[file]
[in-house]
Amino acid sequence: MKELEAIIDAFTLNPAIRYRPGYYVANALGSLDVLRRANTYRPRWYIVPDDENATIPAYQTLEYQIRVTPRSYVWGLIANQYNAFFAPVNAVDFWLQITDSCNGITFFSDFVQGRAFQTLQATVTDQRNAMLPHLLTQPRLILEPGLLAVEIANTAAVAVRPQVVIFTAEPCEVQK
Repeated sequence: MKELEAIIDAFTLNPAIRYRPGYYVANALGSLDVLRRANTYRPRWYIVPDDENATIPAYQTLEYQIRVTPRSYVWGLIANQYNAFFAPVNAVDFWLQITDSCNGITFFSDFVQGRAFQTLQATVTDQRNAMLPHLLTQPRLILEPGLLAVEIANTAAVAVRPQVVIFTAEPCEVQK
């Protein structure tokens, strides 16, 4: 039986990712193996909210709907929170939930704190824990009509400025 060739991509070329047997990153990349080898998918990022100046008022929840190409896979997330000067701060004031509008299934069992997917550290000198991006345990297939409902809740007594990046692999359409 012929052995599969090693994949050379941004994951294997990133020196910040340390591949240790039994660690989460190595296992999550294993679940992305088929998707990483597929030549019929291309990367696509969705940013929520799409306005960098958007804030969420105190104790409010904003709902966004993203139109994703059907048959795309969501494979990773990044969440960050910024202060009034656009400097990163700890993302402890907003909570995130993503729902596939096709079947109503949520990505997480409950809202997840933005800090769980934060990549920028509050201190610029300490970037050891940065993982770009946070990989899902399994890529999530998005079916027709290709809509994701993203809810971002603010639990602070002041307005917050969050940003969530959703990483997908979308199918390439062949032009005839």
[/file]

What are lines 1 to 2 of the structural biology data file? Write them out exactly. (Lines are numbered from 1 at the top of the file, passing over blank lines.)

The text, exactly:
[in-house]
Amino acid sequence: MKELEAIIDAFTLNPAIRYRPGYYVANALGSLDVLRRANTYRPRWYIVPDDENATIPAYQTLEYQIRVTPRSYVWGLIANQYNAFFAPVNAVDFWLQITDSCNGITFFSDFVQGRAFQTLQATVTDQRNAMLPHLLTQPRLILEPGLLAVEIANTAAVAVRPQVVIFTAEPCEVQK